......@@ -151,7 +168,7 @@ The Git source comes with unit tests (in the MATLAB functions) and integration t
make check
```
In the `tests` subfolder. If Dynare has been compiled against MATLAB and Octave, the tests will be run with MATLAB and Octave. Depending on
your PC, this can take several hours. It is possible to run the tests only with MATLAB:
the performance of your machine, this can take several hours. It is possible to run the tests only with MATLAB:
```
make check-matlab
```
......@@ -230,7 +247,8 @@ apt install build-essential gfortran liboctave-dev libboost-graph-dev libboost-f
## Windows
- Install [MSYS2](http://www.msys2.org) (pick the 64-bit version)
- Install [MSYS2](http://www.msys2.org) (pick the 64-bit version, unless you
have a 32-bit Windows, in which case see below)
- Run a MSYS MinGW 64-bit shell
- Update the system:
```
......
......@@ -136,6 +136,7 @@ AC_CONFIG_FILES([Makefile
dynare++/integ/testing/Makefile
dynare++/kord/Makefile
dynare++/src/Makefile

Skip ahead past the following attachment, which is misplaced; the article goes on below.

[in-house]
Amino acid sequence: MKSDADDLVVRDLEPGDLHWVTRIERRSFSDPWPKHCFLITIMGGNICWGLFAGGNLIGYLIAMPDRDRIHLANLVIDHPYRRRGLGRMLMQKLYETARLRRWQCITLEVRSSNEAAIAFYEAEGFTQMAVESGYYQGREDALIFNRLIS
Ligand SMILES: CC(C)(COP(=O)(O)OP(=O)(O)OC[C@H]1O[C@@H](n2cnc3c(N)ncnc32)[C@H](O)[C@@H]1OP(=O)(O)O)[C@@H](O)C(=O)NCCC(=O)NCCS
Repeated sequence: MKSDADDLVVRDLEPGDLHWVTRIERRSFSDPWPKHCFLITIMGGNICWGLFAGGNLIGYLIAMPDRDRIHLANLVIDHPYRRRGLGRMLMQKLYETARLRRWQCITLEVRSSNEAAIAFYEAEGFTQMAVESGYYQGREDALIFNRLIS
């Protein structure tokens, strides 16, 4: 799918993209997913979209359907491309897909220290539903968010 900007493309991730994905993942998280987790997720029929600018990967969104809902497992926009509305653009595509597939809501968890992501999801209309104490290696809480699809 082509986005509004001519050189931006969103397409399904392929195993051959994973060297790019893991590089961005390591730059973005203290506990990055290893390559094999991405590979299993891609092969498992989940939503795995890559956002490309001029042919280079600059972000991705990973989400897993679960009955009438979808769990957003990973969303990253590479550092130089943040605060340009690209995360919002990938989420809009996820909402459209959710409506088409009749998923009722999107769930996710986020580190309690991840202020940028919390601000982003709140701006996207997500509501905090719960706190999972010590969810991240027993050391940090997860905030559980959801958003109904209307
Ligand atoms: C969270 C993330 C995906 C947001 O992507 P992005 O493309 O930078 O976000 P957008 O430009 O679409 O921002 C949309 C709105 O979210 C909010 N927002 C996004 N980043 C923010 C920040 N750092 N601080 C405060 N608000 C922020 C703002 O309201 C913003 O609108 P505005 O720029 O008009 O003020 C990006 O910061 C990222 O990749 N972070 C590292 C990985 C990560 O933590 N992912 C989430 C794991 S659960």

dynare++/tests/Makefile
mex/sources/Makefile
])
......
......@@ -2,7 +2,7 @@ EXTRA_DIST = source \
utils/dynare_dom.py \
utils/dynare_lex.py
SRC = $(wildcard src/source/*.rst)
SRC = $(wildcard source/*.rst)
html-local: build/html/index.html
......
......@@ -44,7 +44,7 @@ description, please refer to the comments inside the files themselves.
Multi-country RBC model with time to build, presented in *Backus,
Kehoe and Kydland (1992)*. The file shows how to use Dynare’s
macro-processor.
macro processor.
``agtrend.mod``
......
......@@ -7,7 +7,7 @@ Installation and configuration
Software requirements
=====================
Packaged versions of Dynare are available for Windows XP/Vista/7/8/10,
Packaged versions of Dynare are available for Windows 7/8/10,
`Debian GNU/Linux <http://www.debian.org/>`_, `Ubuntu`_ and macOS 10.8
or later. Dynare should work on other systems, but some compilation
steps are necessary in that case.
......@@ -197,8 +197,7 @@ Homebrew, type::
If you don’t want to type this command every time you run Octave, you
can put it in a file called ``.octaverc`` in your home directory
(under Windows this will generally be ``c:\Documents and
Settings\USERNAME\`` while under macOS it is
(under Windows this will generally be ``c:\Users\USERNAME`` while under macOS it is
``/Users/USERNAME/``). This file is run by Octave at every startup.
......
......@@ -141,22 +141,22 @@ by the ``dynare`` command.
.. option:: savemacro[=FILENAME]
Instructs ``dynare`` to save the intermediary file which is
obtained after macro-processing (see :ref:`macro-proc-lang`);
obtained after macro processing (see :ref:`macro-proc-lang`);